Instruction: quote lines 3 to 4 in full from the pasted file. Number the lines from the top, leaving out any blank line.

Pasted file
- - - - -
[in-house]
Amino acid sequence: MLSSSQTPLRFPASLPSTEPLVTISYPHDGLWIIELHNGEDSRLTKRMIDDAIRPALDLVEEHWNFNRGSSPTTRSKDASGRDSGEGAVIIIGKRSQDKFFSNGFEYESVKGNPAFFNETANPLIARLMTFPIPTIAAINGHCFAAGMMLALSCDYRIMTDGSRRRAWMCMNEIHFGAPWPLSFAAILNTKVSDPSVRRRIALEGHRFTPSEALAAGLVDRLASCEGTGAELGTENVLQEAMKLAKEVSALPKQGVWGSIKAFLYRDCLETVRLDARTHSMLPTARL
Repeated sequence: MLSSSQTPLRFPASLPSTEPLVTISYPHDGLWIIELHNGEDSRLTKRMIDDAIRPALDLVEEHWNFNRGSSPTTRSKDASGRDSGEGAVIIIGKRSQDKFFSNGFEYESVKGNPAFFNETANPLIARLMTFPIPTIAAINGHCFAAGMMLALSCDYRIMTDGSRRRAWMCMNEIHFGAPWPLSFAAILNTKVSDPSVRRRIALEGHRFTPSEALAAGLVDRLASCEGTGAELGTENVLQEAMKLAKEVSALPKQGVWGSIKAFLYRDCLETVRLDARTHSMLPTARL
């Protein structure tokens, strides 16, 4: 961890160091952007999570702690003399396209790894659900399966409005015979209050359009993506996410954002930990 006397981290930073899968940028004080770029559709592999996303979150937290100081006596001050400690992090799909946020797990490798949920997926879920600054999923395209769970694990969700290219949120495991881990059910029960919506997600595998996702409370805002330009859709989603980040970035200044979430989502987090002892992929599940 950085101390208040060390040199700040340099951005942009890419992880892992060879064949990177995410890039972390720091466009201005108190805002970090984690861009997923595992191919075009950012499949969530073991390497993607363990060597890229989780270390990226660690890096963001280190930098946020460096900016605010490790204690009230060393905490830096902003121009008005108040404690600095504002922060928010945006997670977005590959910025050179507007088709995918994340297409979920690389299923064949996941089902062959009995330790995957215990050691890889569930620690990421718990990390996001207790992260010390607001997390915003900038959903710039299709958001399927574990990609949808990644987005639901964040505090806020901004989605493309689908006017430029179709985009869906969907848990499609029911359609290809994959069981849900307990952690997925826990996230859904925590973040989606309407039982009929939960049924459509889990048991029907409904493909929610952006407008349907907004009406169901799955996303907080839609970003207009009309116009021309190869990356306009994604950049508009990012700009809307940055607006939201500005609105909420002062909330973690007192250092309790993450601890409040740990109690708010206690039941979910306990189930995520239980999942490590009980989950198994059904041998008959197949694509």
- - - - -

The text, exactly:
Repeated sequence: MLSSSQTPLRFPASLPSTEPLVTISYPHDGLWIIELHNGEDSRLTKRMIDDAIRPALDLVEEHWNFNRGSSPTTRSKDASGRDSGEGAVIIIGKRSQDKFFSNGFEYESVKGNPAFFNETANPLIARLMTFPIPTIAAINGHCFAAGMMLALSCDYRIMTDGSRRRAWMCMNEIHFGAPWPLSFAAILNTKVSDPSVRRRIALEGHRFTPSEALAAGLVDRLASCEGTGAELGTENVLQEAMKLAKEVSALPKQGVWGSIKAFLYRDCLETVRLDARTHSMLPTARL
């Protein structure tokens, strides 16, 4: 961890160091952007999570702690003399396209790894659900399966409005015979209050359009993506996410954002930990 006397981290930073899968940028004080770029559709592999996303979150937290100081006596001050400690992090799909946020797990490798949920997926879920600054999923395209769970694990969700290219949120495991881990059910029960919506997600595998996702409370805002330009859709989603980040970035200044979430989502987090002892992929599940 950085101390208040060390040199700040340099951005942009890419992880892992060879064949990177995410890039972390720091466009201005108190805002970090984690861009997923595992191919075009950012499949969530073991390497993607363990060597890229989780270390990226660690890096963001280190930098946020460096900016605010490790204690009230060393905490830096902003121009008005108040404690600095504002922060928010945006997670977005590959910025050179507007088709995918994340297409979920690389299923064949996941089902062959009995330790995957215990050691890889569930620690990421718990990390996001207790992260010390607001997390915003900038959903710039299709958001399927574990990609949808990644987005639901964040505090806020901004989605493309689908006017430029179709985009869906969907848990499609029911359609290809994959069981849900307990952690997925826990996230859904925590973040989606309407039982009929939960049924459509889990048991029907409904493909929610952006407008349907907004009406169901799955996303907080839609970003207009009309116009021309190869990356306009994604950049508009990012700009809307940055607006939201500005609105909420002062909330973690007192250092309790993450601890409040740990109690708010206690039941979910306990189930995520239980999942490590009980989950198994059904041998008959197949694509």